Juneteenth resonates in US history and the African American experience. On June 19th, 1865 Gen. Gordon Granger led the Union Army into Galveston, Texas, declaring to all that the last enslaved people in the Confederacy were finally free.Less
Juneteenth marks our country’s second independence day. Though it has long been celebrated within the African American community, it is a history that has been marginalized; remaining largely unknown to the wider public. The legacy of Juneteenth shows the value of deep hope and urgent organizing in uncertain times. Lucky visitors to the National Archives can see the original Emancipation Proclamation from June 18-20, on display with other founding documents, like the Declaration of Independence.
The Juneteenth Celebration commemorates one of the most momentous events in American History: the emancipation of the last enslaved African Americans held in bondage in the Confederate States on June 19th, 1865. It had taken over 2 years for news of Lincoln’s Emancipation Proclamation, and the might of the Union Army necessary to enforce it, to battle its way to Texas. Lincoln finalized the Proclamation while staying at his retreat on the grounds of the Soldier’s Home in Washington, DC.
The Emancipation Proclamation only freed enslaved people in the Confederacy, leaving those in border states in bondage. Even in the Confederacy, the Proclamation held no power until Union soldiers could take control of territory. It wasn’t until months after the last enslaved Americans were freed in Texas in June that ratification of the 13th Amendment, on Dec. 6, 1865, finally declared slavery illegal nationwide. Let’s look back at how news of Emancipation spread, and finally reached Texas.
On “Freedom’s Eve”, or the eve of Jan. 1, 1863, the first Watch Night services took place. That night, enslaved and free African Americans gathered in churches and homes across the country awaiting news that the Emancipation Proclamation had taken effect. The carte-de-visite above shows a Watch Night in Boston, MA. Frederick Douglass noted, “a line of messengers was established between the telegraph office and the platform at Tremont Temple,” where he and many others gathered on “watch night.”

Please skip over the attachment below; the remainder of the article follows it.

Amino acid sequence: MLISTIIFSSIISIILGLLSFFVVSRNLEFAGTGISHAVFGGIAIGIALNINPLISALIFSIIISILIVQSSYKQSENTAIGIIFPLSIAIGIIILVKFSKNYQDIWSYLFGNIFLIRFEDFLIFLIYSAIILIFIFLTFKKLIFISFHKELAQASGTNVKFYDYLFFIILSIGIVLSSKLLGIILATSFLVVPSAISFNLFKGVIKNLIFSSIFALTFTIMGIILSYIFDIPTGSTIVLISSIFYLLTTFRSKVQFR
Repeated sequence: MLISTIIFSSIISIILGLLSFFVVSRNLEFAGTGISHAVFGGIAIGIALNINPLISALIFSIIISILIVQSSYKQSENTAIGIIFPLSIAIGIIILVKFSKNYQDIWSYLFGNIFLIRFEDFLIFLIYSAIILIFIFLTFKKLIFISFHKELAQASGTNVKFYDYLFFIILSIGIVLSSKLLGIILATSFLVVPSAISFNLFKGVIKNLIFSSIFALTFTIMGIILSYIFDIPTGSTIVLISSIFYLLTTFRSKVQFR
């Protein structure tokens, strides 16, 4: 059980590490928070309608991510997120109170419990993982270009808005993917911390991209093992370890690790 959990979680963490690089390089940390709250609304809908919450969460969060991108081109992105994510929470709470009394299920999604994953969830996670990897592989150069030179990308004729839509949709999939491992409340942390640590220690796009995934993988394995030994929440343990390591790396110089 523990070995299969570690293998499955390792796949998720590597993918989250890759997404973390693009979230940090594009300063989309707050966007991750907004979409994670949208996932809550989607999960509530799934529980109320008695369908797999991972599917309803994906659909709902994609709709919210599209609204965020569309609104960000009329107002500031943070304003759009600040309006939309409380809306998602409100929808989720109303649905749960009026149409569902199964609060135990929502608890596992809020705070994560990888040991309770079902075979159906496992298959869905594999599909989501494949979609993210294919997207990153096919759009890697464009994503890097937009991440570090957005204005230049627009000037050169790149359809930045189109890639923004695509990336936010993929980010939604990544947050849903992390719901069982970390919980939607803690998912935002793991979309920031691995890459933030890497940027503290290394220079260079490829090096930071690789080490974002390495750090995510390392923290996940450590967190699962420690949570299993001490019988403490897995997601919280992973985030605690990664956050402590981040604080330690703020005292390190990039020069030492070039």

At the stroke of midnight prayers were answered, as all enslaved people in the Confederate States were declared legally free. Union soldiers, many of whom were black, marched onto plantations and across cities in the south reading pocket-sized copies of the Emancipation Proclamation, spreading the news. Booker T. Washington, who would grow to become a famed educator, reformer, and spokesperson for African Americans, was an enslaved 9 year old child when Union soldiers declared freedom's arrival.
The enslaved people of the J.J. Smith Plantation were among the first freed by the Proclamation. At the time, the first federally authorized black unit to fight for the Union, the First South Carolina Volunteers, were camped on the land, designated Fort Frederick. But not everyone in Confederate territory would immediately be free. Although the Emancipation Proclamation was made effective in 1863, Confederate states refused to implement the federal legislation. It took the war to secure freedom.
Texas was the westernmost Confederate state and last to surrender. The enslaved in Texas didn’t gain freedom until almost two and a half years after the Emancipation Proclamation went into effect. On June 19, 1865 enslaved African Americans in Galveston were notified by the arrival of Union troops under Gen. Gordon Granger that they, along with the more than 250,000 other enslaved black people in the state, were free by executive decree. The proclamation was read aloud here at Ashton Villa.
The post-emancipation period known as Reconstruction (1865-1877), punctuated by the 15th Amendment, was an era of great hope, uncertainty, and struggle. Formerly enslaved people sought to reunify families, establish schools, run for political office, push radical legislation, and even sue slaveholders for compensation. This was nothing short of amazing! Not even a generation out of enslavement, African Americans were inspired and empowered to completely transform their lives and their country.
Juneteenth was celebrated by newly freed African Americans as soon as freedom came. By 1867 the Freedmen's Bureau, a federal agency created to help African Americans transition from slavery to freedom, helped establish the first official Juneteenth celebration, held at Eastwoods Park, one of the few places African Americans could congregate publicly in Austin. Here, a band plays in the park at the1900 celebration.
A few years after freedom came, ministers John Henry "Jack" Yates and Elias Dibble established Emancipation Park with the purchase of ten acres of land in Houston, TX. Today the park continues to serve as a site for memorable Juneteenth celebrations. Here sisters Martha Yates Jones and Pinkie Yates pose on their “Juneteenth Buggy” during the 1908 celebration.